Poor working memory makes following lengthy instructions challenging. Will forgets the instructions before he has completed them. This means that often he cannot engage properly in learning opportunities. It can appear that he has not being paying attention. He has! He has just forgotten what it is that he has to do.
Working memory helps us remember where we have got to in complicated mental activities. For example; Will struggles to follow the instruction to write down a sentence a teacher has just spoken. He struggles to hold what the teacher has said in his working memory long enough to write it down. As he focuses on writing down the individual words making up the sentence he loses his place and forgets what comes next. He will often repeat or miss out words and letters.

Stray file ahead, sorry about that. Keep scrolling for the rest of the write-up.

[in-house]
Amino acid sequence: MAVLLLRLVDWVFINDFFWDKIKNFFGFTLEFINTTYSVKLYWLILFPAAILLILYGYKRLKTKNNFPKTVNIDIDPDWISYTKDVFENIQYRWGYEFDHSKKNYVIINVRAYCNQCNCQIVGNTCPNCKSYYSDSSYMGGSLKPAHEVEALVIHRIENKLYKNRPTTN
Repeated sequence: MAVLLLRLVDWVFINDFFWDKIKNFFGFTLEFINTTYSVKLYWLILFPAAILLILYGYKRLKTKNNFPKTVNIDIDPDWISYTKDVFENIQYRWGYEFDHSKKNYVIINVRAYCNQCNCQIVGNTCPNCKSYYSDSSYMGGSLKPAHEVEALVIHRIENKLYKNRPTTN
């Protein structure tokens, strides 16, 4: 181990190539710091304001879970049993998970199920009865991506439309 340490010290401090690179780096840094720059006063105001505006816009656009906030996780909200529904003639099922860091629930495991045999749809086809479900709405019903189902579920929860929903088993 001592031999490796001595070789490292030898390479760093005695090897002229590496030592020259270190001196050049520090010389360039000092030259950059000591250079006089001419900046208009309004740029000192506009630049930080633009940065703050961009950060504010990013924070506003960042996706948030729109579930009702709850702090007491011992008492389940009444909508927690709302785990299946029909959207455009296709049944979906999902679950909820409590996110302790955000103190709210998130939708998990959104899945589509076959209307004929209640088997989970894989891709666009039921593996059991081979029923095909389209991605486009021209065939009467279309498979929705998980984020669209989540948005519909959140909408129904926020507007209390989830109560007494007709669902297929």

Will is now 25 and has also been diagnosed with adult ADHD. (Attention Deficit Hyperactivity Disorder).
Whilst Will still faces challenges, understanding his own strengths and weaknesses has really helped him. He now understands that he learns differently to many of his peers but he can achieve anything he wants when he uses learning strategies tailored to his strengths and weaknesses.
Check out a series of blog posts about the learning and organizational strategies that have helped Will succeed both academically and socially here.
Image credit - Amy Johnson